We welcome you to volume two. We invite you to join our authors on the Thinking About Quitting Medicine page where you can continue to build a deeper relationship with each of them.  Come share your story with our docs so they can help you see what’s possible for you.

Thank you once again for your continued support.

Nicole and Mani



Voted 1 of 10 Best Doctors in NC in 2017, DocSwiner is a family physician, two-time best-selling author, blogger, speaker, wife and mother in Durham. She is also affectionately known as the Superwoman Complex expert and has written two best-selling books on the topic. She loves taking care of the family as a whole—from the cradle to the grave. Her interests include minority health, women’s health, self-care and entrepreneurship. She attended Duke University and went to medical school at the Medical University of South Carolina in Charleston, SC. She’s lived in the Triangle (Durham, NC) since finishing residency at UNC-Chapel Hill and continues teaching as an Adjunct Associate Professor with the Family Medicine department. When she’s not treating patients at Durham Family Medicine, she’s speaking locally and nationally, blogging, teaching others to self-publish and spending time with her family. Her passion is making medicine “plain” to her patients, so that all people, from all walks of life, can understand how to take better care of themselves and their families. She often blogs, guest blogs and speaks locally and nationally on these and other topics. She is also available as an influencer and brand ambassador, as she’s previously represented SheBuysCars, Hyundai, prAna clothing, DurhamKnows HIV awareness and Scarlet Myth Cosmetics. Contact her at cnswiner@gmail.com for further information.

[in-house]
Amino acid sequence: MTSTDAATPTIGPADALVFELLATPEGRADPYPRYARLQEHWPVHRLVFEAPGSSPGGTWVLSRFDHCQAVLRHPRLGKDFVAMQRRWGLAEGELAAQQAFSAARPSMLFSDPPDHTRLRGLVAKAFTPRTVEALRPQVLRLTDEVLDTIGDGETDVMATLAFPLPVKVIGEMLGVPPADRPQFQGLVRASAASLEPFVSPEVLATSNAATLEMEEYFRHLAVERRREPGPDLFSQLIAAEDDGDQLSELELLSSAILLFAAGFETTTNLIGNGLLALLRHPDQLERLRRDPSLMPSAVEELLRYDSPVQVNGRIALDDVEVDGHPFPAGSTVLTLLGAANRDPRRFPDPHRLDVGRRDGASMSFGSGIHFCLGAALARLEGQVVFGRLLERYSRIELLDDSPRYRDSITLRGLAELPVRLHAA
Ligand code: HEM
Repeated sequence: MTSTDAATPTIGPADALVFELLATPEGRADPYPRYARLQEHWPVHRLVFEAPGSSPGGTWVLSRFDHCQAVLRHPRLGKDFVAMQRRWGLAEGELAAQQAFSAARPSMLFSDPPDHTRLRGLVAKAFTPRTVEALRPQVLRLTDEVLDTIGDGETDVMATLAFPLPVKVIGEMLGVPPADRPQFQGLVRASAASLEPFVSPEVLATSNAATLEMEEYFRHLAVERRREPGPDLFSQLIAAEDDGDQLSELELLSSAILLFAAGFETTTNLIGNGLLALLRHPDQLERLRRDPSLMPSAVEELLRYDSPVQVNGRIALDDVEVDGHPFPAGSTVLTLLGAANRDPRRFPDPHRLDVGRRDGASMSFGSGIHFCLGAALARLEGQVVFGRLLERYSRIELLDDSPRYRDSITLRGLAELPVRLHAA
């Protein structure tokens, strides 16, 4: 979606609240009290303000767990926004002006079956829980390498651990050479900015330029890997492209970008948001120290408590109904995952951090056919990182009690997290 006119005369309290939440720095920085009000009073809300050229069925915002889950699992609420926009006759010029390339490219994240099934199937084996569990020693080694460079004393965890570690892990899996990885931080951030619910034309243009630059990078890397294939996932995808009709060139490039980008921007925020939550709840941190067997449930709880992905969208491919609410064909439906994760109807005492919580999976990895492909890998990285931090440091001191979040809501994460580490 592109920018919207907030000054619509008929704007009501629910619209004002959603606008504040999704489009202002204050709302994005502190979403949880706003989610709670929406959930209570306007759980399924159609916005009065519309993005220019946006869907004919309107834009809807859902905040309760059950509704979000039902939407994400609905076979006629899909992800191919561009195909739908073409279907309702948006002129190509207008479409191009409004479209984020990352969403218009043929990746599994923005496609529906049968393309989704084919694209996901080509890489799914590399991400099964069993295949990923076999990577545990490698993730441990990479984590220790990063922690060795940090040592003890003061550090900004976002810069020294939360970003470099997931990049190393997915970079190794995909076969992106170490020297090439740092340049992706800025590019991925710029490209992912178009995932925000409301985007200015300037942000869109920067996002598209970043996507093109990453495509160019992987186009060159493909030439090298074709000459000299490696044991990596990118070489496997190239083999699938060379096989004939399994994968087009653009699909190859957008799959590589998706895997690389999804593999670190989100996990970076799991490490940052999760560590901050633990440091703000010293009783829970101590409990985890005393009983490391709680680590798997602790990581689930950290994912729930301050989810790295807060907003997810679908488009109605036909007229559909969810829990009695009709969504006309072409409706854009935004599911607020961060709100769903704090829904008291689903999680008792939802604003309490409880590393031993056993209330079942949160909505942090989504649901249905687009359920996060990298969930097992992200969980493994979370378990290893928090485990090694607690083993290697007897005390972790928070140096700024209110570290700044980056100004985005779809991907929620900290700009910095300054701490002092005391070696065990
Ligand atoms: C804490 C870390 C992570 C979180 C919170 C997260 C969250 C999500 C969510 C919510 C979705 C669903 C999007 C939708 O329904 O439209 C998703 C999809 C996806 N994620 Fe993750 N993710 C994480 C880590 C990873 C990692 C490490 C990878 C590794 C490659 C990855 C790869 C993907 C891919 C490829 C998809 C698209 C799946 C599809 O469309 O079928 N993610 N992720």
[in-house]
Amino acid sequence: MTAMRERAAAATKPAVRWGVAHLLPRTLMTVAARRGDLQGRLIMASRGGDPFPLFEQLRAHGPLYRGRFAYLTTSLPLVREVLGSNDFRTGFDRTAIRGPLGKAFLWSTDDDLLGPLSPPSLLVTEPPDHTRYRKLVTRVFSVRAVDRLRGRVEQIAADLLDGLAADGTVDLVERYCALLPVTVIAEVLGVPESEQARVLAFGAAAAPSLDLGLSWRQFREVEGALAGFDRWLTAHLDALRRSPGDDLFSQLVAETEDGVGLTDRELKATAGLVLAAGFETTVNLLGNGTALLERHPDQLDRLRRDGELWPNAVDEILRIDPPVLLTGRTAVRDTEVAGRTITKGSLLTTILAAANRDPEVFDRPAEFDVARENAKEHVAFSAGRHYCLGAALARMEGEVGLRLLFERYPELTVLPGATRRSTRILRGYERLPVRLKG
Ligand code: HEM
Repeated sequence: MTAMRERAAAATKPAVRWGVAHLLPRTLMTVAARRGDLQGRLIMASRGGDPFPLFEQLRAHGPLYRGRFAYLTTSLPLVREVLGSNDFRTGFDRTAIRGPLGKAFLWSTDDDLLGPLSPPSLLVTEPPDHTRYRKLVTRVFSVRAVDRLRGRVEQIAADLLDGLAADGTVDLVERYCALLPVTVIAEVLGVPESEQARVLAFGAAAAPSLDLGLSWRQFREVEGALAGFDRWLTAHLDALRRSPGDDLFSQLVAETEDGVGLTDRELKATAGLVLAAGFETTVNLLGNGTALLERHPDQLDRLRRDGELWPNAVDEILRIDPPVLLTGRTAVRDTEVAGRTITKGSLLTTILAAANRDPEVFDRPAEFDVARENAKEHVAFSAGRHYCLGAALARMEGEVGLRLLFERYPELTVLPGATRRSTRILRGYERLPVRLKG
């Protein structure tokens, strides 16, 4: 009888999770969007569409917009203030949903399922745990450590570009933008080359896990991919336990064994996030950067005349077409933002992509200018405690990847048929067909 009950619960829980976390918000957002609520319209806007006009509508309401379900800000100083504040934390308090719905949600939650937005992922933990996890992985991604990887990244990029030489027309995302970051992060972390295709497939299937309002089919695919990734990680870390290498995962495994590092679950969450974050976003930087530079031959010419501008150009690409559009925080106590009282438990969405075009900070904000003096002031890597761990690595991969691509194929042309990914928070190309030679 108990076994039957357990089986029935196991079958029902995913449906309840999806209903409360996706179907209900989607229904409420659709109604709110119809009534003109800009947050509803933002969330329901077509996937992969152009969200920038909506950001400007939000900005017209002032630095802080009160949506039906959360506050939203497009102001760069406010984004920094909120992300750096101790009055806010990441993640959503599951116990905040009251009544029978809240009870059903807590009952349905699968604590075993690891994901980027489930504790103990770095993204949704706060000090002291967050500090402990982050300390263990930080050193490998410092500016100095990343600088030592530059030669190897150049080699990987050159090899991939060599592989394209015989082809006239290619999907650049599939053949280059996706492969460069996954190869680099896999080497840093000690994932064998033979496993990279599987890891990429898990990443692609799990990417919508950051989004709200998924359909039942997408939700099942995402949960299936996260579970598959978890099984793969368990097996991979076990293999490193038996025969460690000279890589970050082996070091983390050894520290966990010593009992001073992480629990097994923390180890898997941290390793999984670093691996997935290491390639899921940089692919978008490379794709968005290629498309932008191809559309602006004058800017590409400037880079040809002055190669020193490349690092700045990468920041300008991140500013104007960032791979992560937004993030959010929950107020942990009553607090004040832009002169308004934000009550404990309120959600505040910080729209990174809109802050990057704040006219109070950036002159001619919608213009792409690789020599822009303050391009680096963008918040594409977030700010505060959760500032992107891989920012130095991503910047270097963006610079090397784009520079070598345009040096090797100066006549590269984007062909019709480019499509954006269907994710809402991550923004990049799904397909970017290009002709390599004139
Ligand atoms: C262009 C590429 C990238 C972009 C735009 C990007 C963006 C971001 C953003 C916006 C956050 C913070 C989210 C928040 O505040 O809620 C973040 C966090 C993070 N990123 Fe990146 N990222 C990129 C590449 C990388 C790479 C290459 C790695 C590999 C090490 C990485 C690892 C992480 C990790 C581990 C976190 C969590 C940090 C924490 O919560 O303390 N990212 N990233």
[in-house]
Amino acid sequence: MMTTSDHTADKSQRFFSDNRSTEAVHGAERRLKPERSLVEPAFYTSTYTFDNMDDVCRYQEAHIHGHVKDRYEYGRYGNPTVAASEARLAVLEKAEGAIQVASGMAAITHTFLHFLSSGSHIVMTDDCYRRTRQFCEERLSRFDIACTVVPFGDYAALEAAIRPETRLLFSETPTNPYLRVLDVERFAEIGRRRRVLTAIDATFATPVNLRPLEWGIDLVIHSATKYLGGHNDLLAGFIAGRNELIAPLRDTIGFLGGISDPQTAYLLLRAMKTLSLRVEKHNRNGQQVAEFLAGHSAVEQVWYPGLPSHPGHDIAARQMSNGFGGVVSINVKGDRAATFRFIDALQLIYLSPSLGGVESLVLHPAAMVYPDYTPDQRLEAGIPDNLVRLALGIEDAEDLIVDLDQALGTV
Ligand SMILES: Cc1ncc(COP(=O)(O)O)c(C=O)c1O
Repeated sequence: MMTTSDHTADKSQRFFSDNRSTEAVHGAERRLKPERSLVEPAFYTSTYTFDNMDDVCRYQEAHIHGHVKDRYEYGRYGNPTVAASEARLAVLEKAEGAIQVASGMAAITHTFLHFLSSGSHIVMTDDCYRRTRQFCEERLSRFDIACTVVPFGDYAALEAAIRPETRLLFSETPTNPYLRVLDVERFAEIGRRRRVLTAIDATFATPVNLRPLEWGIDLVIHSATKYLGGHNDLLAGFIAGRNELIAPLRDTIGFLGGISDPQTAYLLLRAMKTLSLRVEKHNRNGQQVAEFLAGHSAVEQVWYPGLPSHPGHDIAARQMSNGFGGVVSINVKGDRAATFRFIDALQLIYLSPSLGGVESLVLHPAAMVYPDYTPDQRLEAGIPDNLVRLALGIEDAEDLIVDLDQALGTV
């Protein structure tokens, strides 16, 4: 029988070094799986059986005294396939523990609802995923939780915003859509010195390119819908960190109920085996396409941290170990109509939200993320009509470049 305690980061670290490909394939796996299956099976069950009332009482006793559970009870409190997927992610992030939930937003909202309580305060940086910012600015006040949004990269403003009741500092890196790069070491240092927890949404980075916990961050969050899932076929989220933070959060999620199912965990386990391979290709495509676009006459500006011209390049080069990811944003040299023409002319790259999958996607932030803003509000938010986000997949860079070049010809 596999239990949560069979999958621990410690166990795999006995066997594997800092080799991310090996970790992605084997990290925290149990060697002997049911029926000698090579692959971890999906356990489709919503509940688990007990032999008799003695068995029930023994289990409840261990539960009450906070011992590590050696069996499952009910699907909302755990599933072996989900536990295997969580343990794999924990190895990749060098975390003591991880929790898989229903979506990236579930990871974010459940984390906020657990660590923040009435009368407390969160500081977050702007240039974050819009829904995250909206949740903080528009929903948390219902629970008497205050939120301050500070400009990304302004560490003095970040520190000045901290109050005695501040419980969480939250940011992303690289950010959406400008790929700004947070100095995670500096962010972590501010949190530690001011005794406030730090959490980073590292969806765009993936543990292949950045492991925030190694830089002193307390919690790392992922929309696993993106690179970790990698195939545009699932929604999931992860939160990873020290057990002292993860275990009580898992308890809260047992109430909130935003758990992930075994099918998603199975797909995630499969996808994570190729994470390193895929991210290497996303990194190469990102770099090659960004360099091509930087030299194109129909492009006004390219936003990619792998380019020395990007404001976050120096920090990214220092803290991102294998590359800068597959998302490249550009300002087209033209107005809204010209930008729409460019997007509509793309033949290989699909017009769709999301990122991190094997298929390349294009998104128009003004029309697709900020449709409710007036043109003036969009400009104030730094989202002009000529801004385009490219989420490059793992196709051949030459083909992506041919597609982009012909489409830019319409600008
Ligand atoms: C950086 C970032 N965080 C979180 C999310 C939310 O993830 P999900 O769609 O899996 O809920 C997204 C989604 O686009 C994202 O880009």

S: 40-year-old (still) full-time doc, publisher, speaker & consultant, continuing to seek joy and balance in work, family and love.

O: Happy, yet not settling for contentment. Still working on “baby” weight five years later, but unashamedly enjoying good food and wine. All faculties secure and intact.

A: Superwoman (#nosuperwoman) in full effect

P: Has given up on the myth of work-life balance, and now will work on more work-life integration. Here’s how:

DocSwiner’s Story